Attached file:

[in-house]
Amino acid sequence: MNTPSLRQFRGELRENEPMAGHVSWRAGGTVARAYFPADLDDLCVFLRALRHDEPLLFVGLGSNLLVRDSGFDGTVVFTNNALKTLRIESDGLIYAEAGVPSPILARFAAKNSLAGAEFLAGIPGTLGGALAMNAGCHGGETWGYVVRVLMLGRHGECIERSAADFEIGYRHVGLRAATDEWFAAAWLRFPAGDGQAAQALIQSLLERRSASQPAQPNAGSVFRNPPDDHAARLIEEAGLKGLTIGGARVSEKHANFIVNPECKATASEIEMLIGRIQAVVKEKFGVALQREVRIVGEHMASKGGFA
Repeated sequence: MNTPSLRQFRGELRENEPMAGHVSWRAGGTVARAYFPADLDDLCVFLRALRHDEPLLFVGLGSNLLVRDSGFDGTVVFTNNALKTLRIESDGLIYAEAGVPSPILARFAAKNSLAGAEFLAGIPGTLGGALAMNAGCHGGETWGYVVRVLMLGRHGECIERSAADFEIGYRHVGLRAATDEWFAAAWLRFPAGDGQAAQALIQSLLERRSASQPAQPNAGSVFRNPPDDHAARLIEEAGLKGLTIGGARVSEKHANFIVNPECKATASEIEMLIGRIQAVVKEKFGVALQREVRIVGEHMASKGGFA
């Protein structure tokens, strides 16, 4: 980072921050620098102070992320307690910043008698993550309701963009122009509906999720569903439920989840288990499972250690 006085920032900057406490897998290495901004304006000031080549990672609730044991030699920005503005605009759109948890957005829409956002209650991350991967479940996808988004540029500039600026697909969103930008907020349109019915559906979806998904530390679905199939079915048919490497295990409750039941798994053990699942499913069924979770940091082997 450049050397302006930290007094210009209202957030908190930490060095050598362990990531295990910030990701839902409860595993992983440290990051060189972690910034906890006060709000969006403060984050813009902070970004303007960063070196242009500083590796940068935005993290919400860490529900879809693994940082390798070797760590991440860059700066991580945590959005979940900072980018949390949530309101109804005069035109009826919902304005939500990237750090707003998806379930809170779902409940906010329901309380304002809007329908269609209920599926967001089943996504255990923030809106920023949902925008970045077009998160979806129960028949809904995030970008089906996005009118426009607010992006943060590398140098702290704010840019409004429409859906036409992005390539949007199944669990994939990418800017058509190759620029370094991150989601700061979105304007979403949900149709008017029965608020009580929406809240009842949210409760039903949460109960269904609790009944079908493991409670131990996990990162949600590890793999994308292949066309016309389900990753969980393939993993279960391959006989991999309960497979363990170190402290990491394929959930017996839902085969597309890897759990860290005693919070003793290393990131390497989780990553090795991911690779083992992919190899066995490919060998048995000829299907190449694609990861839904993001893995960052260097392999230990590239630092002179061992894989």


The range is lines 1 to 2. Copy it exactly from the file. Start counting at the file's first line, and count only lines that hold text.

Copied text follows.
[in-house]
Amino acid sequence: MNTPSLRQFRGELRENEPMAGHVSWRAGGTVARAYFPADLDDLCVFLRALRHDEPLLFVGLGSNLLVRDSGFDGTVVFTNNALKTLRIESDGLIYAEAGVPSPILARFAAKNSLAGAEFLAGIPGTLGGALAMNAGCHGGETWGYVVRVLMLGRHGECIERSAADFEIGYRHVGLRAATDEWFAAAWLRFPAGDGQAAQALIQSLLERRSASQPAQPNAGSVFRNPPDDHAARLIEEAGLKGLTIGGARVSEKHANFIVNPECKATASEIEMLIGRIQAVVKEKFGVALQREVRIVGEHMASKGGFA